Wednesday, June 4, 2008

University Libraries and Google: Should They Work Together?

Boston College has been participating in a project to digitize some of its books and make them available for free on the web. Its partners are the member libraries of the Boston Library Consortium and the Open Content Alliance. The libraries provide the books and OCA provides the scanners and staff. This project has been contrasted with the more widely known Google digitizing project involving a number of major research universities including Harvard, Stanford, the University of Michigan, the University of Oxford, and The New York Public Library. The reason why BLC libraries went with OCA and not Google has much to do with the business nature of Google's interest in digitizing books.

Last November, the University Librarian and Dean of Libraries at the University of Michigan, Paul Courant, defended his institution's involvement with Google. A November 27, 2007 entry on the Ars Technica blog gives a good summary of the debate. Here's an excerpt from that posting:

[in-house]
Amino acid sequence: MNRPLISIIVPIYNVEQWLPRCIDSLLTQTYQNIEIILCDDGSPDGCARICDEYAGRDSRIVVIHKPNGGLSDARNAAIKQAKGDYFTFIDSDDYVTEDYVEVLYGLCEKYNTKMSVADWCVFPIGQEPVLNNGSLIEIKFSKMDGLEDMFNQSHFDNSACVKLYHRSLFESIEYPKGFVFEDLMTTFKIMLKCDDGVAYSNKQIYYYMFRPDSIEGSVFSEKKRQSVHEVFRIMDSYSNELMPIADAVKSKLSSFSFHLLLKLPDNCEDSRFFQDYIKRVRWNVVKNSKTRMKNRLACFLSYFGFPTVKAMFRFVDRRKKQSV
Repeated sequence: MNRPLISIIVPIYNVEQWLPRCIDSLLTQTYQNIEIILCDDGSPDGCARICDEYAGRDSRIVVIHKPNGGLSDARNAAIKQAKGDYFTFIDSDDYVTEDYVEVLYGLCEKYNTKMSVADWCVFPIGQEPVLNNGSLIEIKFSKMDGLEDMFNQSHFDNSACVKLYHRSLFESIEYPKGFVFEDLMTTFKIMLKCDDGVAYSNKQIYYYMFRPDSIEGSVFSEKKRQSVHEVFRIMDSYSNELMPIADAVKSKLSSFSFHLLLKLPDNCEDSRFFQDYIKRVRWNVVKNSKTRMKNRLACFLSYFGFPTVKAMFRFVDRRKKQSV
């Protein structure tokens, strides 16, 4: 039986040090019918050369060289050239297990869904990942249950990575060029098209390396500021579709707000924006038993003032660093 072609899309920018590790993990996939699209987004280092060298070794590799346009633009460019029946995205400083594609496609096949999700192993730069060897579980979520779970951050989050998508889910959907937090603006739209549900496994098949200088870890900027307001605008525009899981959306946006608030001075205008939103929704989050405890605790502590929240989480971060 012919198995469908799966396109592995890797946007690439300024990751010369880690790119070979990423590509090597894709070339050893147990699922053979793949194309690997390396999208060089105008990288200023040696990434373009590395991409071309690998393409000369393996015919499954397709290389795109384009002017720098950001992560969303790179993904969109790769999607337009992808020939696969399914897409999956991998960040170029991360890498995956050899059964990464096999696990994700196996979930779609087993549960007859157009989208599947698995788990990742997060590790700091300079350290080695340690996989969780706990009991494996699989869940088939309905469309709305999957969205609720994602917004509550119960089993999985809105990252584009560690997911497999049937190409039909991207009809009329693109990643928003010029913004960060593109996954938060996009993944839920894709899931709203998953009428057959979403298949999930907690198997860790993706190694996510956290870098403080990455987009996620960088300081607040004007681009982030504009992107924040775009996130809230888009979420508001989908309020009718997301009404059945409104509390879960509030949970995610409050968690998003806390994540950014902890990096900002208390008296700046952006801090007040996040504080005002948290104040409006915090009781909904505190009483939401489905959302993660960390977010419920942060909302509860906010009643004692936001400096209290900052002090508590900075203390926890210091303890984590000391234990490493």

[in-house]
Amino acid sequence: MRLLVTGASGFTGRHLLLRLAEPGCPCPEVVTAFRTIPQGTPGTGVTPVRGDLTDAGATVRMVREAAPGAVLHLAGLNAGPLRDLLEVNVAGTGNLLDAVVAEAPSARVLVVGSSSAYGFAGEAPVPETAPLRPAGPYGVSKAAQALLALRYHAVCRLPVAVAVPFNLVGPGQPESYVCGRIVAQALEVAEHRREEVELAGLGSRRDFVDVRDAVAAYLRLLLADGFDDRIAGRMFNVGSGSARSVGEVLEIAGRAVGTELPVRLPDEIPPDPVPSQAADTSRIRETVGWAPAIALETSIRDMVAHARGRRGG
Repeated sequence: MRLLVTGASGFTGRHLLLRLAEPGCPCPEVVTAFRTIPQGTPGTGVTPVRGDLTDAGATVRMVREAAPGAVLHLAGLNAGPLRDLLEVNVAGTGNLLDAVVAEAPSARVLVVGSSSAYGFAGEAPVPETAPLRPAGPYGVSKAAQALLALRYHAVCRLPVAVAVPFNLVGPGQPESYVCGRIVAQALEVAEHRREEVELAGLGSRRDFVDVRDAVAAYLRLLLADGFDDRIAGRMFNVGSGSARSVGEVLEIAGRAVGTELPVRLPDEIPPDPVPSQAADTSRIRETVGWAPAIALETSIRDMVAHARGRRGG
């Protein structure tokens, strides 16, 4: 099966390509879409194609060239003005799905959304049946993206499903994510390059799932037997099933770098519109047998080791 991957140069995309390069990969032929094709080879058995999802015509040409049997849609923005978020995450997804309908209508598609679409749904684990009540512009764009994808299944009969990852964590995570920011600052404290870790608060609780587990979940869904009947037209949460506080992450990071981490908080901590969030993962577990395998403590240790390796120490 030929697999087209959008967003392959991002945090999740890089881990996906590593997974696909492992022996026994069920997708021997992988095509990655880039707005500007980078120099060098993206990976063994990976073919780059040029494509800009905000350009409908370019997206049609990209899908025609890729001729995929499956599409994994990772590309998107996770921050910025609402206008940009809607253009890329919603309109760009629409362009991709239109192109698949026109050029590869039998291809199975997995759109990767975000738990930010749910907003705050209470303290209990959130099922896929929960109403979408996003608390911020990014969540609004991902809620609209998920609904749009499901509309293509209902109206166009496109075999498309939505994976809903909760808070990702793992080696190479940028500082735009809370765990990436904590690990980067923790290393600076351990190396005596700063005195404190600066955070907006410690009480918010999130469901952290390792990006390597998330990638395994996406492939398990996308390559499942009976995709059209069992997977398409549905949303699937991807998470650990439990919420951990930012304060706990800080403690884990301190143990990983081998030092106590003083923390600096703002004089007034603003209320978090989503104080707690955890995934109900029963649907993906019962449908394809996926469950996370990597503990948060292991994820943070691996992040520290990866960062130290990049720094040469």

This particular debate, which has been raging in various forms for the last two years, is driven in part by the tremendous sense of what's at stake. Book search projects like the one undertaken by Google have huge potential to transform public access to books and archival material, especially now that Google has broadened its program to include French-language texts and texts from India.

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